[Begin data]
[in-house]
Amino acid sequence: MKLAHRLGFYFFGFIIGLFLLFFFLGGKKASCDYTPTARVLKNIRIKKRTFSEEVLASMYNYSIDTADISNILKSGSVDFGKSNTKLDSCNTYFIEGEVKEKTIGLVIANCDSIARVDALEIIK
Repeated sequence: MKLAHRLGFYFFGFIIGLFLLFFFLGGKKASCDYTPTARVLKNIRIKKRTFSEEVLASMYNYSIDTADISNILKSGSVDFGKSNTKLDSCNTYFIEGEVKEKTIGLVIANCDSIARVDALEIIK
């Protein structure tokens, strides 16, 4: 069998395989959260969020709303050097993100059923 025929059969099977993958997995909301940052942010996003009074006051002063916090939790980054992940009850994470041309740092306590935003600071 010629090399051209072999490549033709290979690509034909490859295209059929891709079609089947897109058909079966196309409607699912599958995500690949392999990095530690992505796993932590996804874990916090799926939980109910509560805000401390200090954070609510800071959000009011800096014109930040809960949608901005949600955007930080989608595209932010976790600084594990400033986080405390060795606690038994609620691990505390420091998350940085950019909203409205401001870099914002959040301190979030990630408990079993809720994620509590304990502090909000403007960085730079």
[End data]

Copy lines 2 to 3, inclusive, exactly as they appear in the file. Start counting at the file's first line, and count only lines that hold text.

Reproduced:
Amino acid sequence: MKLAHRLGFYFFGFIIGLFLLFFFLGGKKASCDYTPTARVLKNIRIKKRTFSEEVLASMYNYSIDTADISNILKSGSVDFGKSNTKLDSCNTYFIEGEVKEKTIGLVIANCDSIARVDALEIIK
Repeated sequence: MKLAHRLGFYFFGFIIGLFLLFFFLGGKKASCDYTPTARVLKNIRIKKRTFSEEVLASMYNYSIDTADISNILKSGSVDFGKSNTKLDSCNTYFIEGEVKEKTIGLVIANCDSIARVDALEIIK